Interview: Oliver Percovich

Oliver Percovich 
Founder of Skateistan
Location: Berlin

 
What’s going on in your life right now? 
Right now we’re wrapping up everything for the end of the year. It’s been an amazing year for Skateistan, in 2016 a lot of things came together. I’m just reminiscing about all of the amazing things that happened over the last year. 

When and how did you start skateboarding?
I started just before my 6th birthday, I got a skateboard from my cousin Alex. He was a skateboarder in the 70s and he gave me his skateboard in the 80s. So I´ve been skating for a very long time! 

Where did you grow up, and where are you living right now?
I grew up in Melbourne, Australia and also in Papua new Guinea. Right now I live in Berlin but I do a lot of travelling, so I’ve probably only been in Berlin about half of this year or maybe less. More than half of this year I was travelling, but Berlin is where I’m based.   

What skate spots would you recommend in Berlin? 
There’s quite a few really good skate spots. I’m so bad with names and places but I really like a skatepark that is located near Prinzenstraße in Kreuzberg
 
What places would you recommend for someone visiting Berlin?
I think the time to visit Berlin is definitely in the summer, when the nights are really long and it’s beautiful along the canal and in the parks. One of my favourite places in Berlin is an old airport, Tempelhofer Feld, that got turned into a massive park. It’s located very central in the city and it’s a really awesome place to check out. There’s big parties and people go skateboarding or running there. It’s a pretty interesting place with all the old runways and the old airport building. And a lot of refugees are currently living inside of the old airport.      

When is your favourite time of the day and why?
My favourite time of the day is really early, maybe five o’clock in the morning. I like that time because it’s nobody around, it’s quiet and I don’t have any distraction. I usually go for a run and then I do some meditation. It’s a time where I don’t have my mobile phone on, I don’t have to check any e-mails and I don’t need to engage with anybody or anything. That’s definitely my favourite time in the day because it’s very quiet.  

If you could re-live one moment in your life, which one would it be?
I think something I’d really like to re-live is just an average day when I was around 11 years old, because my father died when I was 14. Just a moment when the whole family was together, maybe at dinner time, everybody sitting there and just being a family.    

How do you think people around you would describe you?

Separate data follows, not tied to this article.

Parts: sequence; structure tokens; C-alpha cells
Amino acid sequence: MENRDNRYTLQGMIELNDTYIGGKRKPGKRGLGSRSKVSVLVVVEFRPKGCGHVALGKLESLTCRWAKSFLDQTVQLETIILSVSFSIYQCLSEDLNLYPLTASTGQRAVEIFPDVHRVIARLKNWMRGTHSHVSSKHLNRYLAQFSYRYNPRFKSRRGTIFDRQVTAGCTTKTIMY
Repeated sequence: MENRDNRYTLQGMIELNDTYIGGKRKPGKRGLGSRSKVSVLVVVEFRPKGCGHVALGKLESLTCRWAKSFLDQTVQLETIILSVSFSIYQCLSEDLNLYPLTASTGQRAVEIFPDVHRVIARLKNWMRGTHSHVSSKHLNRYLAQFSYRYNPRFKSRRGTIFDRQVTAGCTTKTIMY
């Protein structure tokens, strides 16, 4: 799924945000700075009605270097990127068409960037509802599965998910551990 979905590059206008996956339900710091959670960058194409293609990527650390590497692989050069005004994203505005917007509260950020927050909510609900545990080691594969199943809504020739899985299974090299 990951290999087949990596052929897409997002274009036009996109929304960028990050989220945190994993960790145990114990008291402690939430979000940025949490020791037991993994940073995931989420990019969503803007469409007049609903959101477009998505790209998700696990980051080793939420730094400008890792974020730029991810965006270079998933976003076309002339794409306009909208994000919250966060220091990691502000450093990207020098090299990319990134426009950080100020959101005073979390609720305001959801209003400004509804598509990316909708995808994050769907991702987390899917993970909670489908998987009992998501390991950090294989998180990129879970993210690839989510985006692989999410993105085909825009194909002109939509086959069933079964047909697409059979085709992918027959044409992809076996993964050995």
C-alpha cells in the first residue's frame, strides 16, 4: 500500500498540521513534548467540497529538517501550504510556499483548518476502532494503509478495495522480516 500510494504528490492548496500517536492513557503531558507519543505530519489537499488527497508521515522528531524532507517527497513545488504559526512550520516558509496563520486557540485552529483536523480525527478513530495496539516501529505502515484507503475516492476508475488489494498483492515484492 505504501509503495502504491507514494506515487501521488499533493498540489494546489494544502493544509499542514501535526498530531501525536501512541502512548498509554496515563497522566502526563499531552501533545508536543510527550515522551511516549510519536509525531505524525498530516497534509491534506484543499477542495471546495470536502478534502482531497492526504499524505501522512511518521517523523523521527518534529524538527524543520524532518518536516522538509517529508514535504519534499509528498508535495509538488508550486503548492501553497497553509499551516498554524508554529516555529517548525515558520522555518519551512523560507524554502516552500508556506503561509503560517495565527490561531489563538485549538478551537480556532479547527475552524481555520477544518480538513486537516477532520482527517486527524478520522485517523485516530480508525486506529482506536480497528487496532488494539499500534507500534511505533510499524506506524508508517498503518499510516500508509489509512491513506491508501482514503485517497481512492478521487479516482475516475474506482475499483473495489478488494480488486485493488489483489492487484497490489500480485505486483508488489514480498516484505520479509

I think people would describe me as passionate, maybe a little bit eccentric and I think they see me as a very determined person.  

How and when did you come up with the idea of Skateistan?
Well, I went to Afghanistan in February 2007 and I brought some skateboards with me. When I got there it was winter but after a while when the weather got better, I pulled the skateboards out and started skating around the city. I saw that half of the population was under the age of 15 and they didn’t have many opportunities, they needed something to do and engage in. That’s where the idea came from. It wasn’t a complete concept then, it was really something that was a work in progress and it still is.   

What’s the next step for Skateistan? 
I’m really excited to do something in Jordan, we just did a trip there. It’s going to be really exciting to work with all the refugees, especially the Syrian refugees that are currently in Jordan, that’s our next step. We’re also going to expand our program in Cambodia, we currently have two locations there, and we want to build a new facility. 

What was it that made you want to do a collaboration with Cheapo?
I really liked what Cheapo stands for, equality and rights for all human beings. This is something that Skateistan stands for as well. We’re very proud about our association with Cheapo.  

What has the Skateistan foundation gained from the collaboration? 
A lot of money has been raised for Skateistan through the sale of the watch, over 20,000 USD. People have been supporting us in a really big way. That´s the equivalence of 20 children being able to go to Skateistan for a whole year. That’s a very big contribution to what we are doing. 

Next season the Skateistan X CHPO sunglasses will be out, tell us about that! 
We are super excited to do another collaboration together with Cheapo. Sunglasses are very important in South Africa, Cambodia and Afghanistan where we work, they are all really sunny places. So I’m looking forward to see our educators wearing the glasses, working with the kids. It’s a really cool collaboration. The name of the sunglass model is Rumi, Rumi was a poet that came from Afghanistan. He was actually born very near Mazar-e-Sharif where we have a skate school and we visited the site of his ancient home a few months ago. He is one of the most amazing poets of all time and I think it’s a beautiful name for the sunglasses to remember Rumi and maybe some people will discover his poems and fall in love with them.      

What are your plans for the future? 
I intend to keep working for Skateistan for as long as I live. I’m very excited about that. Next year I’ll be taking some time off to regain some energy and I’m going on a big motorcycle trip all around South America, so I’m very much looking forward to that. 
 
If anyone wants to support Skateistan, what should they do?
Right now we have a campaign called ‘Give her five’  where we encourage people to give 5 dollars, 5 euros or 50 SEK, anything with the number 5 in it. This is all to help us create more opportunities for girls and the work that we do with girls all over the world. People can go to our website and follow the instructions for the ‘Give her five’ campaign. That would be amazing.   

Illustration by: Iñaki Azpiazu

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